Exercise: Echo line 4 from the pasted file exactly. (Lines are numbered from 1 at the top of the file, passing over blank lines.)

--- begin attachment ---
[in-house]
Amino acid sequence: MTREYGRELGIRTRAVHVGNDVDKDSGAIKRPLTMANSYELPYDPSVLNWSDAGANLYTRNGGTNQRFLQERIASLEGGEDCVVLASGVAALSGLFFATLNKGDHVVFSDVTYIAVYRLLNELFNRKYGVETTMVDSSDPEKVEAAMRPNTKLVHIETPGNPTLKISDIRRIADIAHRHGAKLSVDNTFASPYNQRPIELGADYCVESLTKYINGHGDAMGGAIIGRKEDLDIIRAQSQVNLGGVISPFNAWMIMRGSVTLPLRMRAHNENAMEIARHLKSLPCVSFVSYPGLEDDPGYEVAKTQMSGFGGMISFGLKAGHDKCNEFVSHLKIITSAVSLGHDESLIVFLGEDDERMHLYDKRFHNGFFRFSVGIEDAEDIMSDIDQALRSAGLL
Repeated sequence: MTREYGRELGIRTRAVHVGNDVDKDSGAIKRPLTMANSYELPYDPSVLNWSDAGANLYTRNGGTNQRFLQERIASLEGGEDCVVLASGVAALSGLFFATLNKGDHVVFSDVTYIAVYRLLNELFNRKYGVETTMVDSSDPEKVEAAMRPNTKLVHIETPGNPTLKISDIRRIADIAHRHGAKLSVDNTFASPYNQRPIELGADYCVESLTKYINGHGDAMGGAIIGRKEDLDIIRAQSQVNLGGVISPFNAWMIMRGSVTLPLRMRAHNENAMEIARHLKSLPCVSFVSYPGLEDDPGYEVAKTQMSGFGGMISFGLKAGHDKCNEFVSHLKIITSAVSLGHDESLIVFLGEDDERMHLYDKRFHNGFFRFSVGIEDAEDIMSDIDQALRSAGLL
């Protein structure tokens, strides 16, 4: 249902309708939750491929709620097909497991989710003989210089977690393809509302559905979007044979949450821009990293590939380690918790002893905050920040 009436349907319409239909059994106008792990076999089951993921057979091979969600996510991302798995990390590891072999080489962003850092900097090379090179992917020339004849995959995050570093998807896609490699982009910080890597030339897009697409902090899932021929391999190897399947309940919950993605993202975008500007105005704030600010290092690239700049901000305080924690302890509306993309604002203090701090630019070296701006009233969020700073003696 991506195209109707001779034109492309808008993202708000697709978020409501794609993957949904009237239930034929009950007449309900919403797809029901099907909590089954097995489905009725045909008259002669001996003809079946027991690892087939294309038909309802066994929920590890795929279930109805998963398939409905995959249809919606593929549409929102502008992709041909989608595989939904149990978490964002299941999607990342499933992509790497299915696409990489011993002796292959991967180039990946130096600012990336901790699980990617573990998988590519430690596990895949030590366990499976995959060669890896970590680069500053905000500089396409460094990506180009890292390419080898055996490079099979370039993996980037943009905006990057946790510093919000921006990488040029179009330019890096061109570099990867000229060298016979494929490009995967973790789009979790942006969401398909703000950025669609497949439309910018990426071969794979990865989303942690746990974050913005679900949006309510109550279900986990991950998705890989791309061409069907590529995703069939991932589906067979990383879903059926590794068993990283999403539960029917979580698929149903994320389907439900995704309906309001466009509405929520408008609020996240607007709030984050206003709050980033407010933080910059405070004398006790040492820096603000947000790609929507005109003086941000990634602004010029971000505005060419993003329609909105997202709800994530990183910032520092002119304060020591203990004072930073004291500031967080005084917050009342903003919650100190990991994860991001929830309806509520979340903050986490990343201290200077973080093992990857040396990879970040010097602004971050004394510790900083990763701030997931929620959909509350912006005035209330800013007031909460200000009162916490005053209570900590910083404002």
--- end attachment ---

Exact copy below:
């Protein structure tokens, strides 16, 4: 249902309708939750491929709620097909497991989710003989210089977690393809509302559905979007044979949450821009990293590939380690918790002893905050920040 009436349907319409239909059994106008792990076999089951993921057979091979969600996510991302798995990390590891072999080489962003850092900097090379090179992917020339004849995959995050570093998807896609490699982009910080890597030339897009697409902090899932021929391999190897399947309940919950993605993202975008500007105005704030600010290092690239700049901000305080924690302890509306993309604002203090701090630019070296701006009233969020700073003696 991506195209109707001779034109492309808008993202708000697709978020409501794609993957949904009237239930034929009950007449309900919403797809029901099907909590089954097995489905009725045909008259002669001996003809079946027991690892087939294309038909309802066994929920590890795929279930109805998963398939409905995959249809919606593929549409929102502008992709041909989608595989939904149990978490964002299941999607990342499933992509790497299915696409990489011993002796292959991967180039990946130096600012990336901790699980990617573990998988590519430690596990895949030590366990499976995959060669890896970590680069500053905000500089396409460094990506180009890292390419080898055996490079099979370039993996980037943009905006990057946790510093919000921006990488040029179009330019890096061109570099990867000229060298016979494929490009995967973790789009979790942006969401398909703000950025669609497949439309910018990426071969794979990865989303942690746990974050913005679900949006309510109550279900986990991950998705890989791309061409069907590529995703069939991932589906067979990383879903059926590794068993990283999403539960029917979580698929149903994320389907439900995704309906309001466009509405929520408008609020996240607007709030984050206003709050980033407010933080910059405070004398006790040492820096603000947000790609929507005109003086941000990634602004010029971000505005060419993003329609909105997202709800994530990183910032520092002119304060020591203990004072930073004291500031967080005084917050009342903003919650100190990991994860991001929830309806509520979340903050986490990343201290200077973080093992990857040396990879970040010097602004971050004394510790900083990763701030997931929620959909509350912006005035209330800013007031909460200000009162916490005053209570900590910083404002």